The Science of Winning

In my last post I waxed poetic on Ryder Hesjedal and cycling. In this post I redress the balance by focusing on the “left brain” aspect of sports performance. David Ebner’s article in the Globe and Mail captures the rigorous and fact-based aspect of Hesjedal’s cycling achievement. The piece, titled “How the Scientific approach paid off for Ryder Hesjedal,” says

On the mountain bike trails around Victoria in the later 1990s, young riders Geoff Kabush and Ryder Hesjedal had a secret weapon: a Swiss-born-and-raised fitness innovator named Juerg Feldmann who lived hundreds of kilometres away in the rural British Columbia interior.

Feldmann’s endurance-building methods helped propel the two teenagers to become two of Canada’s best cyclists. Kabush, on a mountain bike, won six consecutive national championships, competed in two Olympics, 2000 and 2008, and is now readying for London this summer.

Hesjedal, this past weekend, reached even greater heights. He left mountain biking for road cycling in the mid-2000s and on Sunday in Milan he won the Giro d’Italia, the first time a Canadian has ever won one of the big-time cycling tours in Europe.

Feldmann, the quiet guru in the background, had himself been a national team speed skater in Switzerland, before he went on to coach the country’s largest track club, including one long-distance runner who scored a silver in the 1984 Los Angeles Summer Games.

When he moved to Canada, Feldmann settled in the forestry town of Quesnel, roughly 600 kilometres north of Vancouver. Through a connection with a businessman in Victoria, who was starting a small mountain bike team with several promising teenagers, Feldmann came to impart his training ideas on Kabush and Hesjedal.

Feldmann believed in technology – measure something precisely to obtain better results. He found and used products that others did not.

One obtained detailed measurements of a body’s performance under physical exertion, which included taking minute blood samples through a pinprick of the finger or thumb to assess fatigue levels. He also promoted equipment from Switzerland called the SpiroTiger to strengthen the young riders’ respiratory strength. He then designed training regimes around the data to maximize long-term gain.

And, most important, he sold Kabush and Hesjedal on the investment of time in what seemed like weird ideas, such as endurance training at lower-exertion levels than the two teenagers could manage. He promised bigger things would eventually flower.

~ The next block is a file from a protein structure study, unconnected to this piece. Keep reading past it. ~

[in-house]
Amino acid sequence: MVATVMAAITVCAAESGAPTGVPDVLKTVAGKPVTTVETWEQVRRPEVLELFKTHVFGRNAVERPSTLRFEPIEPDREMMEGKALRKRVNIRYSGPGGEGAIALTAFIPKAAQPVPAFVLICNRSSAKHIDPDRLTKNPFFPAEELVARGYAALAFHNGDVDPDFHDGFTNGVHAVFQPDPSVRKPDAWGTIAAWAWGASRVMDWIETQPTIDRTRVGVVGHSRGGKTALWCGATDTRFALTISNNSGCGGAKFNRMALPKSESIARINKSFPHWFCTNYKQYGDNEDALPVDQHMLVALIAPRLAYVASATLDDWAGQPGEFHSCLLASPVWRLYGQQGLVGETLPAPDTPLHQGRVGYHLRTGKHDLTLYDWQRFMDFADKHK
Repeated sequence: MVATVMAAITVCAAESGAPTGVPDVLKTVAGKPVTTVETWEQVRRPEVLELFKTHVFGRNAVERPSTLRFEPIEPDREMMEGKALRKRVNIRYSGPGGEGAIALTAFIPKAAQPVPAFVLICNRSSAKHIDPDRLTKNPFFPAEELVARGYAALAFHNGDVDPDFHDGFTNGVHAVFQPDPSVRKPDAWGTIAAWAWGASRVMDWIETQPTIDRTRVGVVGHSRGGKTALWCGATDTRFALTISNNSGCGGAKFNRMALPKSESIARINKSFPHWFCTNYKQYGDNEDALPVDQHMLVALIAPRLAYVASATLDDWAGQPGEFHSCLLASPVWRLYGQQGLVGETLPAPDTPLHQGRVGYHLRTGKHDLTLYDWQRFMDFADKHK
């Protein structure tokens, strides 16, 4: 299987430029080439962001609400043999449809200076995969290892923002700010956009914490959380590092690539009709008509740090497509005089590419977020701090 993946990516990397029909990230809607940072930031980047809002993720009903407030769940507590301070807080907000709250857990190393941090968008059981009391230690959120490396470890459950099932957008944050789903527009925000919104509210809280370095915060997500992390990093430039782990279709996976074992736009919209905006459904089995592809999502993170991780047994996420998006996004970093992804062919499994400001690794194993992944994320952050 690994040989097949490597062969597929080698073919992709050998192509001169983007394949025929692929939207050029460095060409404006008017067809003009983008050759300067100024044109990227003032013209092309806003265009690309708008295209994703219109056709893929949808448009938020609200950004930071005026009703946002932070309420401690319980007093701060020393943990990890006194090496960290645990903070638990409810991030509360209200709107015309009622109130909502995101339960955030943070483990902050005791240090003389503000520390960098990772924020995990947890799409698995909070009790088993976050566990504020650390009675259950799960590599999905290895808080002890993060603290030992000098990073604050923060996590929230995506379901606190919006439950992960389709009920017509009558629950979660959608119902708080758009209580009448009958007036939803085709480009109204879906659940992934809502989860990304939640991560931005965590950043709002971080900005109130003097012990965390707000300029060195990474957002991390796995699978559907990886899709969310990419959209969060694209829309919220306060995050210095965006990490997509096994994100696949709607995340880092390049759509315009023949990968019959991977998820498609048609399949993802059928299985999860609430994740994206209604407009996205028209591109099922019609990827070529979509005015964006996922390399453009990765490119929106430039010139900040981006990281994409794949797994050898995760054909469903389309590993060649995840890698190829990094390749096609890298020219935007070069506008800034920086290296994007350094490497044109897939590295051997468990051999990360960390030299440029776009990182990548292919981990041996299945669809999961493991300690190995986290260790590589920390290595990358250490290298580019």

“We’d get some strange looks, this Swiss guy taking our blood,” said Kabush in an interview Monday from New Mexico, where he is training, remembering work as a teenager with Hesjedal and Feldmann.

“Juerg is really one of the brilliant minds in sports science. It’s kind of funny he’s up in Quesnel, of all places. He really gave Ryder and I the confidence to put in the hard work, the fundamental work. That’s what Juerg stressed, that we’d see the pay-off long term.”

It meant, among other things, not ripping up every hill as fast as possible – not exactly the program ambitious teenagers embrace. And it meant regular work sitting with a SpiroTiger, a handheld device that worked the teens’ respiratory system, freeing up more oxygen to be used by the bodies’ muscles.

“For young athletes, [pacing] is really important – they’re chomping at the bit, they don’t get tired, they don’t want to take rest days,” said Graham Duthie, owner of ATP Sport Science Consulting, who works with Feldmann. Teenage bodies can especially benefit from the methods, as they are growing and malleable.

Kabush and Hesjedal signed on to the program with gusto – and it propelled the young training partners. Working together for several years, Kabush and Hesjedal put in hundreds of hours, often on the Galloping Goose, a regional trail in west Victoria. Kabush remembers his partner as a confident and motivated young athlete, with the talent to deliver.

“No matter what happened, Ryder always had the self-belief that he’d make it to the top,” said Kabush.

And the scientific possibilities keep unfolding.

Like Hesjedal, Kabush keeps pushing training limits with the aid of technology. Recently available equipment can offer, for example, exact measures of how much blood the heart pumps, and how well the muscles utilize the fuel.

It generates an “incredible picture” of what the body is doing, and a training program tailored around the data allows Kabush, at 35, to keep pushing his regimes at levels much more intense than he would otherwise be able to. It is what has helped put the rider on the verge of his third Olympics – and helped Hesjedal ascend higher than any Canadian cyclist before.

“It’s amazing, the levels I’ve been able to train at,” Kabush said.


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